# Stages¶

A stage is a pipeline element that creates data for the pipeline (e.g., by reading it from a file), manipulates it (e.g., by calculating its absolute value), or consumes it (e.g., by writing it to a file, or by calculating its average). The first type is a source, the second is a filter, and the third is a sink.

Note

• This page describes the different types of stages, and how to create new ones.
• Connecting Stages To DAGs describes how to connect stages to form DAGs.
• Reference describes the available stages.

## Sources¶

A source is a pipeline stage to which elements are not sent - it only sends on. A typical source is something that reads text files, CSV files, a numpy.Array, and so forth.

A source is formed either using the dagpype.source() function, or using the dagpype.sources() decorator.

### Creating A Source Via The dagpype.source() Function¶

The dagpype.source() function takes anything iterable. for example, to create a counter counting from 0 up to 5, we can use:

source(range(5))


or, more generally,

def counter(n):
return source(range(n))


### Creating A Source Via The dagpype.sources() Decorator¶

The dagpype.sources() decorator transforms a generator function to a source. Thus another way to create a counter is through

def count(n):
@sources
def _act():
for i in range(n):
yield i
return _act


The latter method is more appropriate for sources whose logic is more complex and stateful. Here is the classic Fibonacci example:

def fib(n):
@sources
def _act():
a, b, counter = 0, 1, 0
while True:
if (counter > n): return
yield a
a, b = b, a + b
counter += 1
return _act


## Filters¶

A filter is a pipeline stage to which elements are sent, and which sends elements as well.

A filter, in general, is formed using the dagpype.filters() decorator. Many common filters can be formed using the dagpype.filt() function.

### Creating A Filter Via The dagpype.filters() Decorator¶

The dagpype.filters() decorator transforms a coroutine function to a filter. The coroutine obtains elements through (yield), and sends them on through send. The GeneratorExit exception indicates that no more elements are coming.

For example, to create an absolute-value filter, we can use

def abs_():
def _act(target):
try:
while True:
target.send((yield))
except GeneratorExit:
target.close()
return _act


A filter need not necessarily send an element per element sent to it. Here is an appending filter:

def append(stuff):
def _act(target):
try:
while True:
target.send((yield))
except GeneratorExit:
target.send(stuff)
target.close()
return _act


### Creating A Filter Via The dagpype.filt() Function¶

In the very common case where a filter does send at most an element per element sent to it, possibly blocking some of them, the helper function filt can be used:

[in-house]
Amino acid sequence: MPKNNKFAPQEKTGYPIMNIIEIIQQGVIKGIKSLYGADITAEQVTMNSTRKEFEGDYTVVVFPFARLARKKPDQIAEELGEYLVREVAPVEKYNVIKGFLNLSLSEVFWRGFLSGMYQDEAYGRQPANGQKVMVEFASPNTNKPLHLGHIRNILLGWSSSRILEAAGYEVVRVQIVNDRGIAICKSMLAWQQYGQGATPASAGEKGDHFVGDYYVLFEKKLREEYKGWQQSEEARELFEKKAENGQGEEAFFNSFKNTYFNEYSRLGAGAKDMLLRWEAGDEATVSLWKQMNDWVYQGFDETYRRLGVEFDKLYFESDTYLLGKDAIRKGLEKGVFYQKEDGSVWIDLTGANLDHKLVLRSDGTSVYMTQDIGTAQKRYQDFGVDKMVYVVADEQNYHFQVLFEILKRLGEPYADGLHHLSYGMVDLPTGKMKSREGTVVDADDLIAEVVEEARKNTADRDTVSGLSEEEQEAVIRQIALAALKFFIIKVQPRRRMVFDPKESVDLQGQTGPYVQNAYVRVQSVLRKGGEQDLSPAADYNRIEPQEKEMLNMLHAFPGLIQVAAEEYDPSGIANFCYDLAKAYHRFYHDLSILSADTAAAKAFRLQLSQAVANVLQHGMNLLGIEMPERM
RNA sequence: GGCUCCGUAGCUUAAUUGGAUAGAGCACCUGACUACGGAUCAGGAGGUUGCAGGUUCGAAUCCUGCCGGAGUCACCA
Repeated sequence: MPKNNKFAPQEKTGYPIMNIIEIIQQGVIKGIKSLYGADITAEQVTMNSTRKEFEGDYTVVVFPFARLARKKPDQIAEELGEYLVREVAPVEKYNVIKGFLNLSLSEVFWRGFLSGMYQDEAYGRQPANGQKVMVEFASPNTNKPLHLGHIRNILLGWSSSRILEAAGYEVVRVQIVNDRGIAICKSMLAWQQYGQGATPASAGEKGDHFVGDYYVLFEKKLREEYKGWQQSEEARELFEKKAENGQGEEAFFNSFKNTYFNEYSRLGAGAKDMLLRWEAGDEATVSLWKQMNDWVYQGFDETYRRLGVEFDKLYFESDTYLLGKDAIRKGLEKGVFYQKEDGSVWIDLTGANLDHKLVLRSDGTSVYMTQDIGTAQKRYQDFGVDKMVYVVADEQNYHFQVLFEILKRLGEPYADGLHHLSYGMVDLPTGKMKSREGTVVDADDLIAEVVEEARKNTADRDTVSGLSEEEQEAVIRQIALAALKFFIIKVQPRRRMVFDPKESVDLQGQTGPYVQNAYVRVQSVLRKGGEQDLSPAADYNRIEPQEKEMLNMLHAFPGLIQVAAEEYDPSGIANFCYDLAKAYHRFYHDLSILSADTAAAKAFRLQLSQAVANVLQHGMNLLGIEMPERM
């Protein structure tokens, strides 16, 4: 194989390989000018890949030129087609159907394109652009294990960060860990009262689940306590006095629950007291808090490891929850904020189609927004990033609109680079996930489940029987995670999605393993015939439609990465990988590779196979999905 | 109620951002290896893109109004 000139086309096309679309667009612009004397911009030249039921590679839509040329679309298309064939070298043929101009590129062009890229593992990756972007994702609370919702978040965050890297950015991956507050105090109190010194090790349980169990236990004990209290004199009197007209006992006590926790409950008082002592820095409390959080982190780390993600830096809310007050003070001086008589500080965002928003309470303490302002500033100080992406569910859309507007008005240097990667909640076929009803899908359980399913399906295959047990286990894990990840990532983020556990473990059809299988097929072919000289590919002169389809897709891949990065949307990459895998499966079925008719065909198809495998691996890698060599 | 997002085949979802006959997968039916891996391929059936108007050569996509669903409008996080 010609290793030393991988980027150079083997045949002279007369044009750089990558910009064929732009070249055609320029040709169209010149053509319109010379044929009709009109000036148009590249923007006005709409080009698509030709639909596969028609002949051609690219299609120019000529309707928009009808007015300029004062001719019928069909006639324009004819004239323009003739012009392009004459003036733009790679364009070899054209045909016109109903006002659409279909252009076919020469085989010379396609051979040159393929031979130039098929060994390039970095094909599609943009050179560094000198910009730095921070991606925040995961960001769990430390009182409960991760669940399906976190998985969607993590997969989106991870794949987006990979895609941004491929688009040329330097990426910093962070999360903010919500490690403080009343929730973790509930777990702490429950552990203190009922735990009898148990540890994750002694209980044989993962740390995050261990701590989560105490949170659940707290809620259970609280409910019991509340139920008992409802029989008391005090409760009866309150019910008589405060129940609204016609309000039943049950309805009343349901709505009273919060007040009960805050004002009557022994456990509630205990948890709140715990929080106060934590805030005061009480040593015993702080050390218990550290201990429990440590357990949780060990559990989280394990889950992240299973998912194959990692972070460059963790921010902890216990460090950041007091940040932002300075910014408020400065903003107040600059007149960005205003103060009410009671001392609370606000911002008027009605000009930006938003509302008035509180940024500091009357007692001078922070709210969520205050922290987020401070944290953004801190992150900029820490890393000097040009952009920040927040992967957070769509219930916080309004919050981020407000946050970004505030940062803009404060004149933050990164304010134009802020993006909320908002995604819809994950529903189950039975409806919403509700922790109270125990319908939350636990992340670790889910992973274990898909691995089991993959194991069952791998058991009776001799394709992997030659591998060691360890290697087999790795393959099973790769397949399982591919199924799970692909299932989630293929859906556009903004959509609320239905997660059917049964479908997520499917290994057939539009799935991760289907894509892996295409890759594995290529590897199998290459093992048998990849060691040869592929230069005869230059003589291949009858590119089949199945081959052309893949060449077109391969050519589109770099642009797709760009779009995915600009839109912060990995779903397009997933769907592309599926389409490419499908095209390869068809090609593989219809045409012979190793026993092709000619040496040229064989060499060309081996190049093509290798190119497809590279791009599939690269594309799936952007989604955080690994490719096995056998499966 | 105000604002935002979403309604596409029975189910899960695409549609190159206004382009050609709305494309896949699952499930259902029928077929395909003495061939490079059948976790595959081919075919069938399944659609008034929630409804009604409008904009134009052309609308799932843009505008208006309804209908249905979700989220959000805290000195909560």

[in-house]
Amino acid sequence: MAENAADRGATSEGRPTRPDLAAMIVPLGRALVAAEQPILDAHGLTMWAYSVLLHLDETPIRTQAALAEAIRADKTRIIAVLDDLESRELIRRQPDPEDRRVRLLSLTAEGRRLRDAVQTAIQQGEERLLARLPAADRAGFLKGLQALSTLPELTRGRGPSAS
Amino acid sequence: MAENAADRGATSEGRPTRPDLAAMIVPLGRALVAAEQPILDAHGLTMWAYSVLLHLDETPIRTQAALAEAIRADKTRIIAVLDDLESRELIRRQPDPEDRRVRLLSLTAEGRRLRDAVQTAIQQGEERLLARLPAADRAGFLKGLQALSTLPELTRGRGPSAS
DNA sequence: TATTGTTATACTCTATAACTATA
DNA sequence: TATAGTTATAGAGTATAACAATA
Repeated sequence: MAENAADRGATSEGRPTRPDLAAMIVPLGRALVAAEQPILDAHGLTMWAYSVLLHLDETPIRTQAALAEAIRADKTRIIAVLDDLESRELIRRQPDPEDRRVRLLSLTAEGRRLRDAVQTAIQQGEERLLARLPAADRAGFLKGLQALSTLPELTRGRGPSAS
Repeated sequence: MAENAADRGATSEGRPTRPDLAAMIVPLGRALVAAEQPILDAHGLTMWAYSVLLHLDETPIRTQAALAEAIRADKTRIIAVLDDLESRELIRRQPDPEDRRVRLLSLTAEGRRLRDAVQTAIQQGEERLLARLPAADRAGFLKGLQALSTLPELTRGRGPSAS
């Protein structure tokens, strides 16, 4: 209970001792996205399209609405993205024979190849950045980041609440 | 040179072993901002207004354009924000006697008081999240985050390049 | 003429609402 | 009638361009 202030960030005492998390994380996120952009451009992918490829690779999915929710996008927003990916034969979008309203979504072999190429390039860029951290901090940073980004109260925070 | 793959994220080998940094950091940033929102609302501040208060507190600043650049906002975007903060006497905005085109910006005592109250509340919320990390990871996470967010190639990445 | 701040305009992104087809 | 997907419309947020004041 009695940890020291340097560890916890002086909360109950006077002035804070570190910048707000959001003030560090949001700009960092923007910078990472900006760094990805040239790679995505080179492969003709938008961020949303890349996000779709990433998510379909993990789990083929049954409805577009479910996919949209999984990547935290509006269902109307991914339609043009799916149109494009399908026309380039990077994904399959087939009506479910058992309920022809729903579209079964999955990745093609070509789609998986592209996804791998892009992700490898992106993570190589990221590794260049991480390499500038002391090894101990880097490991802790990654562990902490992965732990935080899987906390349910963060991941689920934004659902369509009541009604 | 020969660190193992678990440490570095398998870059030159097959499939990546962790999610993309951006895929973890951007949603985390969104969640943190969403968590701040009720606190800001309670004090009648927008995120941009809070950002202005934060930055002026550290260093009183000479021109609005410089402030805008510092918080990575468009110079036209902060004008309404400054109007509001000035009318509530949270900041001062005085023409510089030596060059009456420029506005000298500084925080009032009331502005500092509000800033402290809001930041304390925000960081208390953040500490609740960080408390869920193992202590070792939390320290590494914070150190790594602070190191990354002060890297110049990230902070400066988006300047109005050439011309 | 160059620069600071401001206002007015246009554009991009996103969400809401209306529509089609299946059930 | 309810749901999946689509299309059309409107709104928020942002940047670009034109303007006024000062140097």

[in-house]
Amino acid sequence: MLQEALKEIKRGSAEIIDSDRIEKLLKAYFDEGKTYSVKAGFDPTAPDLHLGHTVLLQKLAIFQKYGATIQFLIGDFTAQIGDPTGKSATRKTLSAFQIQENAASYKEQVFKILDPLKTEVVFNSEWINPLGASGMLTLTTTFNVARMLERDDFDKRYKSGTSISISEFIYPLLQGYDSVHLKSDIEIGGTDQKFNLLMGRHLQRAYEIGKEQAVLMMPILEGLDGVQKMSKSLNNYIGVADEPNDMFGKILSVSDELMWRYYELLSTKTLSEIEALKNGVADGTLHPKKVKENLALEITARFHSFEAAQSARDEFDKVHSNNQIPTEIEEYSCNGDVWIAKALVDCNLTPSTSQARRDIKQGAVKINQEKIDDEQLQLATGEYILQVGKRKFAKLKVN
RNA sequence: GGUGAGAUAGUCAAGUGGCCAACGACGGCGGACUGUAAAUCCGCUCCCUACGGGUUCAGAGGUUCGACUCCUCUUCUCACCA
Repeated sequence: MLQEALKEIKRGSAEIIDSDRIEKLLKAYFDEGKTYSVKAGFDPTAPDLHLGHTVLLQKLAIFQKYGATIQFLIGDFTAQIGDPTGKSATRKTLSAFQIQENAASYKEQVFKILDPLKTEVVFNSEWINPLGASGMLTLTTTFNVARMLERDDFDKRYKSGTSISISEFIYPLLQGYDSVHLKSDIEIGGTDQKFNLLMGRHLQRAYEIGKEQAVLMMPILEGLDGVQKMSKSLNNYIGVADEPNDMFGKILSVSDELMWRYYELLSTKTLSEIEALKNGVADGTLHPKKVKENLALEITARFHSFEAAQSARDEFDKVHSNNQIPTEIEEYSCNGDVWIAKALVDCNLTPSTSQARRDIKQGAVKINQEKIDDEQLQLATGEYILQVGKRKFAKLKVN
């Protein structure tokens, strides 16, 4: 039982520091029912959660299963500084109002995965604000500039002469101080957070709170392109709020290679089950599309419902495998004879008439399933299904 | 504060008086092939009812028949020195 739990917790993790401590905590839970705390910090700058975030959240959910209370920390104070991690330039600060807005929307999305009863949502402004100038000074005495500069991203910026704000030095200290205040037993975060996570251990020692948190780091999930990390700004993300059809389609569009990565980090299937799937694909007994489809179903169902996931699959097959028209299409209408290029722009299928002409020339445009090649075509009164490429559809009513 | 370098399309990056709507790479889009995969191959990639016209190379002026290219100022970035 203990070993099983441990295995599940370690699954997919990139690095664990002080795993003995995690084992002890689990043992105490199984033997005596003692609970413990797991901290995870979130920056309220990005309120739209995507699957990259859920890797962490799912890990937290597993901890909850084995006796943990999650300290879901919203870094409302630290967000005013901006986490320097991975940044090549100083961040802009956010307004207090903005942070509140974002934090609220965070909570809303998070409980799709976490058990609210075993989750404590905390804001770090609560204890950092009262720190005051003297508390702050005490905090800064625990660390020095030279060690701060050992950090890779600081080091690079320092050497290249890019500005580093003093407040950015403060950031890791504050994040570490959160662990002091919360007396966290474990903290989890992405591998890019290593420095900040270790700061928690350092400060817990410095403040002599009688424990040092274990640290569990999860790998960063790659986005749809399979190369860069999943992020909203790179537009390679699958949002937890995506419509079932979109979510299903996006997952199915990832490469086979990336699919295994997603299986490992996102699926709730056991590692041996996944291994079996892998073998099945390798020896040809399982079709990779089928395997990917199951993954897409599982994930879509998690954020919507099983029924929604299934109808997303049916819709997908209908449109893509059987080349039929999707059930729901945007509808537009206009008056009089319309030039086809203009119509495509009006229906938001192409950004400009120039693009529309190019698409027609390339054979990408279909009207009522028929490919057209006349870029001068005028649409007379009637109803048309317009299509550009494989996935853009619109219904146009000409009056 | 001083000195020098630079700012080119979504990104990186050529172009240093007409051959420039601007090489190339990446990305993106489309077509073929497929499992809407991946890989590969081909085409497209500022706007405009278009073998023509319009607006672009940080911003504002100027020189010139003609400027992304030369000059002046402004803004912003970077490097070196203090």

def filt(trans = None, pre = None, post = None):
"""
Filter (transform elements and / or suppress them).

Keyword arguments:
trans = Transformation function for each element (default None).
pre = Suppression function checked against each element before
transformation function, if any (default None).
post = Suppression function checked against each element after
transformation function, if any (default None).

The dagpype.abs_() filter, for example, can be written as:

filt(lambda x : abs(x))


## Sinks¶

A sink is a pipeline stage to which elements are sent for it to perform some final action.

A sink, in general, is formed using the dagpype.sinks() decorator. Many common sinks can be formed using the dagpype.sink() function.

### Creating A Sink Via The dagpype.sinks() Decorator¶

The dagpype.sinks() decorator transforms a coroutine function to a filter. The coroutine obtains elements through (yield). It sends its final output in the GeneratorExit handler.

For example, to create a sink determining if the sequence has even or odd length, we can use:

def odd_count():
def _act(target):
try:
n = 0
while True:
(yield)
n += 1
except GeneratorExit:
# This is the final result of the sink.
target.send(n % 2 == 1)
target.close()
return _act


### Creating A Sink Via The dagpype.sink() Function¶

There are two common special cases in which a sink can be formed more easily using the dagpype.sink() function.

In the first case, the desired result is some Python object independent from the input sequence. Calling dagpype.sink() with a Python object (except a function) forms a sink whose output is unconditionally that object. For example:

>> source([1, 2]) | sink('hello')
'hello'

>> source([1, 2, 3]) | sink('hello')
'hello'

In the second case, the desired result is the application of a function to the last element of the sequence. Calling dagpype.sink() with a function forms a sink whose output is the application of the function to the last element of the sequence. For example:

>> source([1, 2, 3]) | sink(lambda x : x ** 2)
9